I’m afraid teaching is indeed a kind of rocket science.
It really is.
In a recent post called “How A Good Teacher Becomes Great,” I more than hinted at this, outlining just a few of the daily–and complex–tasks teachers perform every day in the classroom:
“Good teachers use data to drive instruction, know the ins and outs of their curriculum, have refined assessments over and over until they measure depth of content knowledge and not procedural knowledge or some crazy game of remember what the teacher said, or guess what the teacher’s thinking.
Good teachers create positive environments for students where each learner feels safe to share thinking, ask questions, and participate in conversations naturally.
In assignments, learning objectives are clear and within each student’s zone of proximal development—not too easy, not too hard. Resources come at just the right time, as do questions, grouping opportunities, and literacy strategies.
Transfer of knowledge is clear and apparent, backwards-planned for at the beginning of every intentionally planned and intricately-designed learning sequence.”
I went on for another 400 words of more of the same, and could’ve written 4000. Teaching is an incredibly complex act that, while natural, becomes convoluted when we throw 30 learners in the same space and try to teach them the same thing in a short period of time while sticking to an externally-driven schedule and standard set.
So sometimes it’s nice to put things a bit more simply, and that’s where the gradual release of responsibility models comes in–a useful tool that helps clarify teaching in the broadest possible sense.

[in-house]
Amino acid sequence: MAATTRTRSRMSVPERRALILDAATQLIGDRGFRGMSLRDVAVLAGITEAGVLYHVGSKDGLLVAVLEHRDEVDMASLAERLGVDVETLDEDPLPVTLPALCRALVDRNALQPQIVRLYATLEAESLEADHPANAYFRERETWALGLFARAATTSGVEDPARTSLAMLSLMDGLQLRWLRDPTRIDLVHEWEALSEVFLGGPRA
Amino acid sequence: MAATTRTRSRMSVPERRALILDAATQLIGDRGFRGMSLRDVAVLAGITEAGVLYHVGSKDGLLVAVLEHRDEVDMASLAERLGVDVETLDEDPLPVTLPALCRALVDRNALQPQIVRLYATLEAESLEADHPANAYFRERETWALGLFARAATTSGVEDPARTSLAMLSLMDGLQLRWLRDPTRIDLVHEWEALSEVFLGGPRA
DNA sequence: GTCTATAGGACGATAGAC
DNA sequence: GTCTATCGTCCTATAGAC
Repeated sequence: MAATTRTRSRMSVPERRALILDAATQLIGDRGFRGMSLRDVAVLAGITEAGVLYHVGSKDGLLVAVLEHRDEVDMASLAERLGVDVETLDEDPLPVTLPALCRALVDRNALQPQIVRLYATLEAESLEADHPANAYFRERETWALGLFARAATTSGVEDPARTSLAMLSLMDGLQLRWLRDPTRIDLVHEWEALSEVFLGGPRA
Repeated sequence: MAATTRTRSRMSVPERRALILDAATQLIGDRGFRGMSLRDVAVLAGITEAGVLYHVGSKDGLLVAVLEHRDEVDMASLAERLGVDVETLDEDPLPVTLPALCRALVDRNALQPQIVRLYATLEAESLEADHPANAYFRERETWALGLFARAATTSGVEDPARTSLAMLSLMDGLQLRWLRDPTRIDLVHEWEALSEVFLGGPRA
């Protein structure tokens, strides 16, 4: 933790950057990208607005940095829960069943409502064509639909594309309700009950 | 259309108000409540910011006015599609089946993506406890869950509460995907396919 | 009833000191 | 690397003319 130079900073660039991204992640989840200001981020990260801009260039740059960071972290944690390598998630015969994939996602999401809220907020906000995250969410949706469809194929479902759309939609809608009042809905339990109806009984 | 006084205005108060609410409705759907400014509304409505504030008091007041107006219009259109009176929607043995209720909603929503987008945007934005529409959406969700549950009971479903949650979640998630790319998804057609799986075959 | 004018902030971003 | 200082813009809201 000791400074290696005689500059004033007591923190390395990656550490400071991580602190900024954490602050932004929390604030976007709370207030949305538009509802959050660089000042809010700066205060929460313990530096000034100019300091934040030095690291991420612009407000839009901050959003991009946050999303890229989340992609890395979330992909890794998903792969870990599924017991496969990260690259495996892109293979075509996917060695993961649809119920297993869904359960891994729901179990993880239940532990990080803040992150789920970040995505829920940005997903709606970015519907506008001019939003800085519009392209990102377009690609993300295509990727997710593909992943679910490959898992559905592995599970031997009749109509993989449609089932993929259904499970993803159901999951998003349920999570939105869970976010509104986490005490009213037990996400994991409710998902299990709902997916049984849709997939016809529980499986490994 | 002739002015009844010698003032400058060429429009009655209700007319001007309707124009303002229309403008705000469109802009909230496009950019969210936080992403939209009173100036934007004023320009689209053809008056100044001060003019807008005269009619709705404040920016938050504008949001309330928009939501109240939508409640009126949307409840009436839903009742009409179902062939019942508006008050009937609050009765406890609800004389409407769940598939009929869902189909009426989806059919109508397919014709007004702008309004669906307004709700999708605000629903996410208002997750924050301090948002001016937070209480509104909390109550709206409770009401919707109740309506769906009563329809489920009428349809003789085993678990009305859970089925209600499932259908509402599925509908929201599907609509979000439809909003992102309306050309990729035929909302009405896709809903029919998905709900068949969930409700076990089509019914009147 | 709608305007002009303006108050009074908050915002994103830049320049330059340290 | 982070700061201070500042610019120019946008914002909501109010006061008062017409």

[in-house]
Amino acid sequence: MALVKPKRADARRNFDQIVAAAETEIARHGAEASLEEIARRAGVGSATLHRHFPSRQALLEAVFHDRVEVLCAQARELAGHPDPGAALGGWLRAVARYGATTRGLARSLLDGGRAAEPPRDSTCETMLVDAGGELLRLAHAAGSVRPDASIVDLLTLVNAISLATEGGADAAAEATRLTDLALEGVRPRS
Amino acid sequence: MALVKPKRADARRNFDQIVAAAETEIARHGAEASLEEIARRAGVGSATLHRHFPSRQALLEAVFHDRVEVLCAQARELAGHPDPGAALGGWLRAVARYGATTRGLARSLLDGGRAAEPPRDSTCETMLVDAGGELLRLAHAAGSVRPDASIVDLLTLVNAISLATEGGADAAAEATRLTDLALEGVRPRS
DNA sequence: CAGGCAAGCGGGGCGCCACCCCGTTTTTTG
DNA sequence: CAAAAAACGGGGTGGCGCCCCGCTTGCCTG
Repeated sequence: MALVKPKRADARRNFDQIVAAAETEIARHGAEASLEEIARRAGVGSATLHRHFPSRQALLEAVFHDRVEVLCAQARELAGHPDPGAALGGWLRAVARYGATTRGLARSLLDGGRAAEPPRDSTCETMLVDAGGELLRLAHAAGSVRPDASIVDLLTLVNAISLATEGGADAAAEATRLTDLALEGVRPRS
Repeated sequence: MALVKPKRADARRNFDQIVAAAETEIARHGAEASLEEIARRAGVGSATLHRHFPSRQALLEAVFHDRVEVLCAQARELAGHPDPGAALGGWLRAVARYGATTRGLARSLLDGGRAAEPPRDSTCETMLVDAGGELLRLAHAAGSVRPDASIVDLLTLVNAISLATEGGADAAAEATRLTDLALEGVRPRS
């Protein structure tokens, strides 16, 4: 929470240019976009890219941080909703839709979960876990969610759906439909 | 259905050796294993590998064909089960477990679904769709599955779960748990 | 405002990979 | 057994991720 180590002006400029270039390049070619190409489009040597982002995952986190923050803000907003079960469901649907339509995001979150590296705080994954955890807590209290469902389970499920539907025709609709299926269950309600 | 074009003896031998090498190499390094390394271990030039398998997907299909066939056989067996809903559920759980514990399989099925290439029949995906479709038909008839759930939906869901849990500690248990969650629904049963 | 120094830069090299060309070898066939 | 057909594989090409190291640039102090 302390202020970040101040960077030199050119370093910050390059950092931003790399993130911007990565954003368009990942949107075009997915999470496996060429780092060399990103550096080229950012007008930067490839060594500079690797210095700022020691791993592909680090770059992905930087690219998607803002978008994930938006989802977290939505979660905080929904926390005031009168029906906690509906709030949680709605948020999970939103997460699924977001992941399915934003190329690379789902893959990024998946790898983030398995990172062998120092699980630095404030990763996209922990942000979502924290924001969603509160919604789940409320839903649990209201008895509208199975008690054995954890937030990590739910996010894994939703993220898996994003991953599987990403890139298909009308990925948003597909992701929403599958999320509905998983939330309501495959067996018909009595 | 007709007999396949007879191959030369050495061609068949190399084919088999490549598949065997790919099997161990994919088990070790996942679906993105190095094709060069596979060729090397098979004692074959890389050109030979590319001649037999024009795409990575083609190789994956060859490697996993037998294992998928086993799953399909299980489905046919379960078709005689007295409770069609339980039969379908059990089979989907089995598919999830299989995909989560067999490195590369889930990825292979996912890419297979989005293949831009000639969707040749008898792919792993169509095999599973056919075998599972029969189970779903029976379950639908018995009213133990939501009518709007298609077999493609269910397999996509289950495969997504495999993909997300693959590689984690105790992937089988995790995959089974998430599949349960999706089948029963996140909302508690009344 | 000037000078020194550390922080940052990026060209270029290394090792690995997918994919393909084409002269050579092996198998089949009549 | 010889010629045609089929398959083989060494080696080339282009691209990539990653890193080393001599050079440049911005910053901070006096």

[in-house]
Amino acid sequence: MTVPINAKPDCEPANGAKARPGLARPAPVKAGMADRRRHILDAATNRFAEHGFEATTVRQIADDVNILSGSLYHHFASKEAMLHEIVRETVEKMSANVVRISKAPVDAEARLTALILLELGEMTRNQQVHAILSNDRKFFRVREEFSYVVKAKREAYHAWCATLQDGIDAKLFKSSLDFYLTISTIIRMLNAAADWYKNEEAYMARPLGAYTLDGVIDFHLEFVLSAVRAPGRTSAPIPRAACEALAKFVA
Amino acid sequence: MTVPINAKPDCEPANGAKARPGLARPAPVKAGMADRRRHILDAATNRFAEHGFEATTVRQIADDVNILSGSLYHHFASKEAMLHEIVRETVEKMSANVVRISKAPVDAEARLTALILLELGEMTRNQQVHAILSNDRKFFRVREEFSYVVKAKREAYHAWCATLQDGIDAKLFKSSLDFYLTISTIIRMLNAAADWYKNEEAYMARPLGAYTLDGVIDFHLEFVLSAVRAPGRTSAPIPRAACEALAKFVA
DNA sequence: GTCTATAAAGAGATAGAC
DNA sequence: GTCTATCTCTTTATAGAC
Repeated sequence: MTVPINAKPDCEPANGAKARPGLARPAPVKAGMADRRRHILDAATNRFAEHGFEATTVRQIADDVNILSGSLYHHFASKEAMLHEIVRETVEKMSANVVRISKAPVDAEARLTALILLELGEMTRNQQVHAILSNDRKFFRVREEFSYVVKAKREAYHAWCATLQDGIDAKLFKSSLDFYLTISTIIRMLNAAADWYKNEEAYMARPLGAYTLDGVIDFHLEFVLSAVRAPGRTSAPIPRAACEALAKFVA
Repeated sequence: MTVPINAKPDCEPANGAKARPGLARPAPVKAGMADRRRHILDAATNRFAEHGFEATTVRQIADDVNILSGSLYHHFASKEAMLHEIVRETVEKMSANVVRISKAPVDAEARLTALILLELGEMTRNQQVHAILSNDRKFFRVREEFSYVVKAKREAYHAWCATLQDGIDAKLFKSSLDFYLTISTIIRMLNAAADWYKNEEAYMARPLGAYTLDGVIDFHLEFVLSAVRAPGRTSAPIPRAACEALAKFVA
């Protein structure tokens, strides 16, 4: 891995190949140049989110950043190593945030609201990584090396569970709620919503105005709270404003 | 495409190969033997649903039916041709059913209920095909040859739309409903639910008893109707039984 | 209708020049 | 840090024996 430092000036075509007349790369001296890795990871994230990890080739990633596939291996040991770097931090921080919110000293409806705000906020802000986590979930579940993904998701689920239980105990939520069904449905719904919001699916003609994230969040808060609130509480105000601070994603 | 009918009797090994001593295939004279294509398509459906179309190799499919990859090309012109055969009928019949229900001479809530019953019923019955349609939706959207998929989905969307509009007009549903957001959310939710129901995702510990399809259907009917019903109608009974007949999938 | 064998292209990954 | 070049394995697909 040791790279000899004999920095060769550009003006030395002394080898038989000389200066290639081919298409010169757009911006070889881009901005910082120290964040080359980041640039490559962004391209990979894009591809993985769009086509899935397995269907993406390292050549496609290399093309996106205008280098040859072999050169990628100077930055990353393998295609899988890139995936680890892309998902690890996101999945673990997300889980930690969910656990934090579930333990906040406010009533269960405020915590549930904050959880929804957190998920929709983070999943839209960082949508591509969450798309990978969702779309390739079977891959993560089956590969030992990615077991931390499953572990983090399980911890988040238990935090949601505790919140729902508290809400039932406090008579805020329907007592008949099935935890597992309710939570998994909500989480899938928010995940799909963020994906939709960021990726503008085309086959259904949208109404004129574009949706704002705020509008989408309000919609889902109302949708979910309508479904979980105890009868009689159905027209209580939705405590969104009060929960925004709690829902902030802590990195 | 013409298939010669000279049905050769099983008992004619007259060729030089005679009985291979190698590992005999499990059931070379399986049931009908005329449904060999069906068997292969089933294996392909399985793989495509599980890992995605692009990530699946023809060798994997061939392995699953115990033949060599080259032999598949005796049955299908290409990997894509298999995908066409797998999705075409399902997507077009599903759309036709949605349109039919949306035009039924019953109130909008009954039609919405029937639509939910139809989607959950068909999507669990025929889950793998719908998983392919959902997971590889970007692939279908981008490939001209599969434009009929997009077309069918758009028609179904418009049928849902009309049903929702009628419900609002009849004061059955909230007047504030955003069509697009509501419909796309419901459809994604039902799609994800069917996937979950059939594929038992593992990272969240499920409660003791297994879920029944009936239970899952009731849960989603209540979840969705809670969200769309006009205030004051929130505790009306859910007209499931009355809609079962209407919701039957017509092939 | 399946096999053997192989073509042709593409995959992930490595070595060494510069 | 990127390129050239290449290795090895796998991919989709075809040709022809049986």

Show me, help me, let me.
Within this short phrase lies several many of the pedagogical “best practices” (a term we’re not crazy about) that simply work in learning, most fundamentally modeling (show me), scaffolding and support (help me), and transfer (let me, though it’s true you can “let a student” without requiring transfer).
Using The Gradual Release Of Responsibility Model In The Classroom
The gradual release of responsibility model in the classroom is probably something you use all the time without noticing it.
Showing an example of a math theorem or textual analysis on the board or playing a visual example from a short YouTube video, then asking the students to try to do the same on their own. Coaches do it all the time on the field, showing techniques, then verbally guiding techniques, before releasing the players to try it on their own.
In the classroom, this model can help frame a unit–towards the beginning of the unit, there is a focus on exemplars and modeling, and towards the end a focus on individual performance.
It can work on a daily basis too–a lesson or activity structured in a way that moves from teacher (or expert)-centered to student-centered.
It can also be used for assessment–give an example, remove some of that support in “part B,” and in “Part C they’re entirely on their own to show you what they understand.
The gradual release of responsibility model is one of the oldest ideas in learning, and sometimes, with all of the hubbub about the latest trends, tools, and world-beating “research-based strategies” swimming around your head, it can help to get back to the basics of teaching and learning in 6 simple words.
Show me, help me, let me.
Image attribution flickr user flickeringbrad ; The Gradual Release Of Responsibility Model In 6 Simple Words